News from the States

The news came through last night that the Anglican Communion is to have its second bishop who happens to have a gay partner. Canon Mary Glasspool was elected as a new suffragan bishop in Los Angeles a few months ago. What’s happened since is that the wider American church has had a chance to say yes or no to her appointment. The system in the US is that after an election, bishops with jurisdiction and diocesan standing committees are asked to confirm the election of a new bishop. There has to be a majority of both bishops and standing committees.

Our system is different in Scotland. It used to be that after an election, the College of Bishops was asked to confirm it. Now, the confirmation process takes place before the election in that the bishops agree to each of the names that go onto the shortlist, confirming that they will consecrate anyone from that list who is elected. (It is this confirmation process which our bishops have abandonned for partnered gay candidates in Scotland, preferring to declare a blanket ban on such people being considered rather than to accept due process and vote amongst themselves in regards to each candidate).

Anyway, Mary Glasspool has the requisite number of consents. She will be consecrated. There will be a fuss. The world will keep turning. She is not the first partnered lesbian bishop we are in full communion with anyway. That honour went to Eva Brunne some time ago.

I think people are weary of the fuss and generally just want to get on with being the church.

So, good wishes to the Diocese of Los Angeles and to Bishop-Elect Mary who will serve them. Peace and blessings be upon the fuss-makers.

What's going on in America?

There is quite a lot going on in the Anglican world this week. The Church of England Synod was meeting, but did not make much headline news, with the exception that they decided not to shift power from committees and boards to bishops. (ie from laity, clergy and episcopacy to episcopacy).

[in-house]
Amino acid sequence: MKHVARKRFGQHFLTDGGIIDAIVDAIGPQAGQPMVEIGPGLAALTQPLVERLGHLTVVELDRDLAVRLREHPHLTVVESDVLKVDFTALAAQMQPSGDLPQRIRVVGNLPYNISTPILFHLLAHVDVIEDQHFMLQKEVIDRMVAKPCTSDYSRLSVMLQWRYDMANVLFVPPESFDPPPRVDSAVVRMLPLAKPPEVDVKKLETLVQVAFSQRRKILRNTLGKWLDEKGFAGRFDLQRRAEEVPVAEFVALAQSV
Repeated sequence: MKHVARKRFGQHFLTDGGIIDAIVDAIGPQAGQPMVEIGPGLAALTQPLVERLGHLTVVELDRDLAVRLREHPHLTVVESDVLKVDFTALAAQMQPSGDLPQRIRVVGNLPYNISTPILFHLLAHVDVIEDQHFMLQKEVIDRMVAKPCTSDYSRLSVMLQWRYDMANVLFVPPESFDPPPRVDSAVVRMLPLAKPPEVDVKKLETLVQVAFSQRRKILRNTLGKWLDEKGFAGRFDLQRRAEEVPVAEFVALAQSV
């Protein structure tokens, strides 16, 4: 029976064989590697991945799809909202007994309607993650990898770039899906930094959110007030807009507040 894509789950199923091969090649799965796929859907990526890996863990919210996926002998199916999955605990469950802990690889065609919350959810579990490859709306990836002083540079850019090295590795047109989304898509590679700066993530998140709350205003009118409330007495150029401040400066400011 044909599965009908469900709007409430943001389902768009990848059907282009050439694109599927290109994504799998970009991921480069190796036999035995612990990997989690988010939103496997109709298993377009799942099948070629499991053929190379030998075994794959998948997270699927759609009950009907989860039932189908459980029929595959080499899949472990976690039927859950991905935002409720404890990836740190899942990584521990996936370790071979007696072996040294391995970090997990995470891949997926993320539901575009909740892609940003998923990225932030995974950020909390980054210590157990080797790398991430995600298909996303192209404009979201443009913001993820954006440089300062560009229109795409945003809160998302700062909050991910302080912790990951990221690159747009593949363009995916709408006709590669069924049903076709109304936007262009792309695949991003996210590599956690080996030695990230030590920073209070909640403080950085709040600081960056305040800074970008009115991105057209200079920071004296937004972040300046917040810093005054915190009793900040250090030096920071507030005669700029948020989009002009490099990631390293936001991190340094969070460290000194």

More interesting is what is going on in the States, where the General Convention of the Episcopal Church is taking place. It only happens every three years and is their great decision making body.

The General Convention has passed a resolution which is getting a lot of press at the moment, Resolution D025. It is worth reading what it actually says and not simply relying on other people’s interpretation. (Including mine!)

The American church seems to have decided that honesty is the best policy. They say simply where they are at with events which have become so toxic within Anglicana. They say that they remain fully committed to the Anglican Communion and also that their methods of selecting bishops remain those of their constitution and canons. This means that those who must consent to Episcopal elections must apply their own conscience when giving consents. The Anglican world cannot simply assume that the American church will reject a bishop who happens to be gay, just because Rowan Williams (or anyone else) asks them to.

That does not mean that there will be a sudden rush of gay bishops. Nor should it. It simply means that the American church is being true to who it is. Just as in Scotland, there is plenty of scope within the canonical process to reject someone who happens at any time to be unsuitable to be a bishop. The Americans will use their own polity to determine who can be a bishop and not have some additional extra-canonical process imposed on them.

They are quite right to do so. What holds for them should hold for us.

The Americans have not walked away from the Anglican Communion. They have walked away a little from the idea that the conflict over LGBT issues would disappear if everyone did what Rowan Williams said and adopted the proposals of the Windsor Report. They were right to do so.

The Windsor process has little currency now. The notion that world Anglicanism could be held together by asking churches to discriminate against gay people is shot to pieces.

We need to return to the rather more basic notion that it is devotion to Jesus which holds the potential to unite Christians, not devotion to prejudice. And we must thank God that the Americans have shown us how to make that real.